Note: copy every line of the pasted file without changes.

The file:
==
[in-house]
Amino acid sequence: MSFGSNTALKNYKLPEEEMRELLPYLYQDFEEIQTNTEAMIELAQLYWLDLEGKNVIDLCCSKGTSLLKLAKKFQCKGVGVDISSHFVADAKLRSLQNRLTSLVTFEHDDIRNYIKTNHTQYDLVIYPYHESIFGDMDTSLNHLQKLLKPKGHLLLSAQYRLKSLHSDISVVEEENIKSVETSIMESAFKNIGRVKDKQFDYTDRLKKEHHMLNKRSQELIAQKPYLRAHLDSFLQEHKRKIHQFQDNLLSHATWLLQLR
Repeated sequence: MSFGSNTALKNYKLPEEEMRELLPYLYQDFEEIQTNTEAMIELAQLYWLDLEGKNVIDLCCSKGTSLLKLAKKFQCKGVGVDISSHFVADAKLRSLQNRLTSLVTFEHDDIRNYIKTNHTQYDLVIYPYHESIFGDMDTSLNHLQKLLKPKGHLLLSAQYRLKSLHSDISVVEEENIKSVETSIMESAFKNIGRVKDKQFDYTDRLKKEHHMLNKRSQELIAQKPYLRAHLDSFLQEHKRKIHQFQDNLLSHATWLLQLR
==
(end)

[in-house]
Amino acid sequence: MSFGSNTALKNYKLPEEEMRELLPYLYQDFEEIQTNTEAMIELAQLYWLDLEGKNVIDLCCSKGTSLLKLAKKFQCKGVGVDISSHFVADAKLRSLQNRLTSLVTFEHDDIRNYIKTNHTQYDLVIYPYHESIFGDMDTSLNHLQKLLKPKGHLLLSAQYRLKSLHSDISVVEEENIKSVETSIMESAFKNIGRVKDKQFDYTDRLKKEHHMLNKRSQELIAQKPYLRAHLDSFLQEHKRKIHQFQDNLLSHATWLLQLR
Repeated sequence: MSFGSNTALKNYKLPEEEMRELLPYLYQDFEEIQTNTEAMIELAQLYWLDLEGKNVIDLCCSKGTSLLKLAKKFQCKGVGVDISSHFVADAKLRSLQNRLTSLVTFEHDDIRNYIKTNHTQYDLVIYPYHESIFGDMDTSLNHLQKLLKPKGHLLLSAQYRLKSLHSDISVVEEENIKSVETSIMESAFKNIGRVKDKQFDYTDRLKKEHHMLNKRSQELIAQKPYLRAHLDSFLQEHKRKIHQFQDNLLSHATWLLQLR